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The open secret in open source: Security isn't built in
Security in open source software shouldn't be based on assumptions.
If you are part of the movement toward more and better use of open source software, you'd be smart to do so with care. The security risks are significant, in part because it is so tempting to assume that they aren't.
After all, why should you test every little thing yourself? With so many people working with the same code, security flaws will be apparent, right? It becomes easy to slip into the mindset that you don't have to do it, because, of course, someone else -- or lots of someone elses -- already took care of it. This idea is logical in a way, but mostly it is just plain reckless.
A passive approach to security assumes too much. And with security, any assumption becomes a potential vulnerability. So what's the best way to overcome those risky assumptions and get serious about security in open source software?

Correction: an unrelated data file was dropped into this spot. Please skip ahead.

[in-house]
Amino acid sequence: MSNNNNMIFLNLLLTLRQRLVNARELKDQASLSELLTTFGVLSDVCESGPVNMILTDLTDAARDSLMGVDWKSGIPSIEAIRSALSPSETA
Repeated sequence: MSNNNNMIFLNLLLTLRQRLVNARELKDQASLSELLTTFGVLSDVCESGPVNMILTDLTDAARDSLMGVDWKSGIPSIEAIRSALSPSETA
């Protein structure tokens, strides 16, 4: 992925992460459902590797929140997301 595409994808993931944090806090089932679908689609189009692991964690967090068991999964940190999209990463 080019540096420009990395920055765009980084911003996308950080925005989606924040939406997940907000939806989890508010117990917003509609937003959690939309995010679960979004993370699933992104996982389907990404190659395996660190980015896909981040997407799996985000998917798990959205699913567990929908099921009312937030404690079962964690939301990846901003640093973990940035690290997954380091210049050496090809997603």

Experts say automation and patch-management tools provide big boosts to the cause. These sorts of technologies can identify potential problems without hindering your development and release cycles. This is no place for manual practices, as TechTarget's Jan Stafford writes in this handbook's featured article on security in open source software.
Those with malicious intent will look to exploit weaknesses in code; some will even slip bad code in with the good. It's unwise to assume everyone has your best interests in mind -- even in the open source community.
Certainly the scrutiny that's a natural element in open source software will aid your security efforts, but it isn't enough to get the job done. Find the tools and strategies that can help make sure that, while the code is open, the door is closed.